10 Helpful Hints for Choosing a Health Insurance Plan

Health Insurance Policy: Helpful Hints from the Cancer.Net Blog
February 5, 2015
Amber Bauer, ASCO staff

Trying to figure out the right health insurance plan often seems like the word problems we faced on high school math tests.

If Insurance Plan A has a premium of $440 a month, an annual deductible of $500, an annual out-of-pocket maximum of $2,000, and an office visit co-pay of $20 per visit and Insurance Plan B has a premium of $256 a month, an annual deductible of $1,500, an out-of-pocket maximum of $3,000, and an office visit co-pay of $30 per visit, which plan provides the best benefits at the lowest cost for a 62-year-old colorectal cancer survivor?

It’s enough to make your head spin.

But with the open enrollment period for the Health Insurance Marketplace set to end on February 15, 2015, these decisions have to be made. share on twitter And soon! Otherwise you could face a penalty of 2% of your yearly household income or $325 per person, whichever is higher, if you are uninsured during 2015. Even if you received coverage through the Health Insurance Marketplace last year, now is the time for you to renew or change your plan for 2015.

Although this process can be complicated, choosing the right insurance plan is hugely important to make sure that you get the care you need at a cost you can afford. Here are a few helpful hints for navigating this process.

10 Tips for Getting the Most Out of Your Plan

1. Be ready to put in the time. According to Joe Keenan, a cancer survivor, looking for the right insurance plan on the exchanges can be a “six-to-nine job.” He says, “You have to actually block off the time and plan for multiple sessions of really digging in to what the offerings are.”

2. Have a pen and paper ready. Comparing health insurance policies can be a non-linear process. It is often helpful to spread all of the information out in front of you so you can see everything and make notes.

3. Attend informational sessions both in-person and online. Briefings and webinars are often offered through resources like support groups, non-profit organizations, and your chamber of commerce. There are also a number of local organizations that can answer your questions and help you pick a plan and enroll.

4. Do your homework and ask the right questions. There are a number of financial resources that can help you get started, including the Cancer Insurance Checklist and other national organizations.

5. Make sure your current providers are “in network.” This means that your doctor, oncologist, and other specialists, as well as your hospital, are on the insurance plan’s approved list. If they aren’t, you will need to find new providers who are or be willing to pay costs associated with going “out-of-network.” HealthCare.gov provides a list of tools that can help you search and compare providers, hospitals, and other health care facilities to help you make these decisions.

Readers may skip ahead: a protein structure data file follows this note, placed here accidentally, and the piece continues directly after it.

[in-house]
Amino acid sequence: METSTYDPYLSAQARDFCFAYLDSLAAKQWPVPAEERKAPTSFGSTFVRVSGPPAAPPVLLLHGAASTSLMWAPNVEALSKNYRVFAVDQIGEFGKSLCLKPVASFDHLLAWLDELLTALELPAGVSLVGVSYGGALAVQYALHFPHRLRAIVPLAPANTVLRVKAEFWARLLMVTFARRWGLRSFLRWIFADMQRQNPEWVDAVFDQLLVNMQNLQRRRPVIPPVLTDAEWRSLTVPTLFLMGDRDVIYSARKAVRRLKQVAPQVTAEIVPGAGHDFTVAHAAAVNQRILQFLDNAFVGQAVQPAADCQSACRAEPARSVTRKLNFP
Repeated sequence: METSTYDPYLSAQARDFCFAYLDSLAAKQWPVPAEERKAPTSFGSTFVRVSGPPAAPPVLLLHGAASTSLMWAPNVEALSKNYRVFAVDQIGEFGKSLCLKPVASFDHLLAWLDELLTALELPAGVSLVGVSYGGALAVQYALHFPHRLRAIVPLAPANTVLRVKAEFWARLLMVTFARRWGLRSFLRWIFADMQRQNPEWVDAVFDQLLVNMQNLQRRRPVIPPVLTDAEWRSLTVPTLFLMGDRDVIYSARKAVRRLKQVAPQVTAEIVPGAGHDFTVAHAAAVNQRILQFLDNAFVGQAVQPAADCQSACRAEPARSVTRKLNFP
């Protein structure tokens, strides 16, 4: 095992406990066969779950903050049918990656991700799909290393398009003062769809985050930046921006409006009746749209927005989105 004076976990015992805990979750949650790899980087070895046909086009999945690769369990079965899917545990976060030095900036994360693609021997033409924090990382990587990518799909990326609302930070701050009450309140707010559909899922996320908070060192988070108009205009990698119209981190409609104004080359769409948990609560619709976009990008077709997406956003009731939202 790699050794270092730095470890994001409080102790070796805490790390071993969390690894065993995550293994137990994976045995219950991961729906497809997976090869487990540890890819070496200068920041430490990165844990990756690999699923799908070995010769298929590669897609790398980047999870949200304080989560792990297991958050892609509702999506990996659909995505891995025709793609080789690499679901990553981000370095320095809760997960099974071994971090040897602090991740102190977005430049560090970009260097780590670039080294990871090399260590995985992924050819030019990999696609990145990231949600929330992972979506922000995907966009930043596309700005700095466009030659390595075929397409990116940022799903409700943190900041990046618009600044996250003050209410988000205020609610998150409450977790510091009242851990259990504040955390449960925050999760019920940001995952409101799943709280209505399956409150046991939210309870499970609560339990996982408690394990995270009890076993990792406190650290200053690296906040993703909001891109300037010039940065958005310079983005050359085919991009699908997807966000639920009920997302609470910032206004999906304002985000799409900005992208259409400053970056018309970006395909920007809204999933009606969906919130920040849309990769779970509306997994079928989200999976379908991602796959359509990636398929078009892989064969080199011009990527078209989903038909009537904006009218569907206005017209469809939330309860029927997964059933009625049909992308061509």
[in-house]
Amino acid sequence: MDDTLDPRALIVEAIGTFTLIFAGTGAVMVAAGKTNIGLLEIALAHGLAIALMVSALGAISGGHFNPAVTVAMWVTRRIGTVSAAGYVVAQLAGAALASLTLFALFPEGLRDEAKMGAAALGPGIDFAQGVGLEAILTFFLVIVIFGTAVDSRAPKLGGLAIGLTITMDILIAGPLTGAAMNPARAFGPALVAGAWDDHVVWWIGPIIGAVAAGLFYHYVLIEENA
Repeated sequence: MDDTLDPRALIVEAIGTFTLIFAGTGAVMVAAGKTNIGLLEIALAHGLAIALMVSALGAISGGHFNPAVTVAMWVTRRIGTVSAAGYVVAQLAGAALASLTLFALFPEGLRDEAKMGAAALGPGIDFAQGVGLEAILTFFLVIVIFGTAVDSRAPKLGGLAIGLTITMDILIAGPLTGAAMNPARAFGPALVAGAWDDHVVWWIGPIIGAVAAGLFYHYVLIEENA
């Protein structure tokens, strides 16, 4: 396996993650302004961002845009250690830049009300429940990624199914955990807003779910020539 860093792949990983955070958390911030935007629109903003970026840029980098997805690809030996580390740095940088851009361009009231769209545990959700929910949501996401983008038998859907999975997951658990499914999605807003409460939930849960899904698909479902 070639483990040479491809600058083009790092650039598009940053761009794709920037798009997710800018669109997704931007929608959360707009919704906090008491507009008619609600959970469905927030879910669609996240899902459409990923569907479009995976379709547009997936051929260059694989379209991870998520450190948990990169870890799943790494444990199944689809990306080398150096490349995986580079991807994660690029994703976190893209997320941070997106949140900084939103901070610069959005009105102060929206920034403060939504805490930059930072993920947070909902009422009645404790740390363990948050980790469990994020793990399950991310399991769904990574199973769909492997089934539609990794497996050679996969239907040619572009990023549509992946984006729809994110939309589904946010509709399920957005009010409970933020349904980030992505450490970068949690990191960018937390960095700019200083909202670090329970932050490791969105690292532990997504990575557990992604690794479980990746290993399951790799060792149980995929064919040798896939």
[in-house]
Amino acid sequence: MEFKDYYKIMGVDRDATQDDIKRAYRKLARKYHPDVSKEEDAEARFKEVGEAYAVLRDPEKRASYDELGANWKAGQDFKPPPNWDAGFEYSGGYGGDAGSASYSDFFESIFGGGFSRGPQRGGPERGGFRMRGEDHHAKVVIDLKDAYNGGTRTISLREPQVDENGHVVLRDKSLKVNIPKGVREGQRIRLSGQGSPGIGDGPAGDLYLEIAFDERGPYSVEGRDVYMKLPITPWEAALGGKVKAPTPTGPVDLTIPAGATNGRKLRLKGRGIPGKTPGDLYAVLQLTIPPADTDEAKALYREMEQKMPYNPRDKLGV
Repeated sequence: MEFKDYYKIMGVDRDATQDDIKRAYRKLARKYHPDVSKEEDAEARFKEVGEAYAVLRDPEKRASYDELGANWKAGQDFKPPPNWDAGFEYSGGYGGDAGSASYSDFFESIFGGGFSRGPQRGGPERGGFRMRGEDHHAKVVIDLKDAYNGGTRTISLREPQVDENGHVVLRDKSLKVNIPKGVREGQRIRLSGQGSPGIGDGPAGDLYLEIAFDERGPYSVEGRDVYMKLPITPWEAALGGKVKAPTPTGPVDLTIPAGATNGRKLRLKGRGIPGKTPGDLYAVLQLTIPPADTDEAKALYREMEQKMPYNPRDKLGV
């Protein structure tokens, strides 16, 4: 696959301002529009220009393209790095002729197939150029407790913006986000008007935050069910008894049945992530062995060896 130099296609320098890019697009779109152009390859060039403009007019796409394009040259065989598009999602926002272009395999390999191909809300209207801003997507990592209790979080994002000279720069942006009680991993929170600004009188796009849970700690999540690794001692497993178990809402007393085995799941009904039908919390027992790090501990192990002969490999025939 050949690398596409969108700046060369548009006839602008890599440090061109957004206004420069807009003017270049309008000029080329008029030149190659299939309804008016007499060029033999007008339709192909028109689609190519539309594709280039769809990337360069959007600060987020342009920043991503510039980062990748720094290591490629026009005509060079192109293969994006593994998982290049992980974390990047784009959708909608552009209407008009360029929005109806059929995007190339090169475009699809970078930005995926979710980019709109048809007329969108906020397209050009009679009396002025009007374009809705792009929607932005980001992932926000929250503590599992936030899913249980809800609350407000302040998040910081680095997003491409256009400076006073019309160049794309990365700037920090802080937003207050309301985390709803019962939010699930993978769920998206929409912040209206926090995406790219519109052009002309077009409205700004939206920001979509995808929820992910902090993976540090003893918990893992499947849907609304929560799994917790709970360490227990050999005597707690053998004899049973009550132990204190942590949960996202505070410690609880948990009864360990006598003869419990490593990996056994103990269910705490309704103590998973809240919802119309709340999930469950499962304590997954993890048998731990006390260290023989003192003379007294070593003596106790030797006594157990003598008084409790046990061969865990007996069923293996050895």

6. Compare all aspects of the plan, not just the premium. Premiums are the amount you pay each month for your insurance coverage, whether you use any medical services or not. However, there are a number of other costs that are important to look at before enrolling. share on twitter 

  • Deductible—the amount of money you must pay each year before the health care plan begins paying any costs
  • Coinsurance—the percentage of health care costs you have to pay after you have reached your deductible
  • Copays—set fees you are required to pay each time care is received, such as a doctor’s visit or trip to the emergency room
  • Out-of-pocket maximums—the maximum amount you would ever have to pay from your personal financial resources during the year

In general, the lower your monthly premium, the higher your out-of-pocket costs will be when you need care.

It’s also important for people with cancer to consider things like:

  • What medicines are covered? For example, are both IV and oral chemotherapy covered? At what cost?
  • Are home care and therapy services included?
  • Are follow-up procedures included, such as colonoscopies?
  • What treatments related to your cancer care are covered, such as integrative medicine or fertility preservation?

7. Ask a trusted friend or family member for help. This could mean having someone else make phone calls or just having someone there to help you talk through and make sense of your options.

8. Establish a relationship with an insurance broker or a navigator. These professionals have the knowledge to tell you which plans will offer you the best return on your investment and help you narrow down your options.

9. Talk with a customer service representative from HealthCare.gov. The Marketplace Call Center is available 24/7 to answer your questions and help you start or finish an application, compare plans, or enroll.

10. Review your plan every year to make sure it is still working for you. As your health changes, your insurance plan may need to as well. Also, costs change and new plans are added to the exchanges each year. share on twitter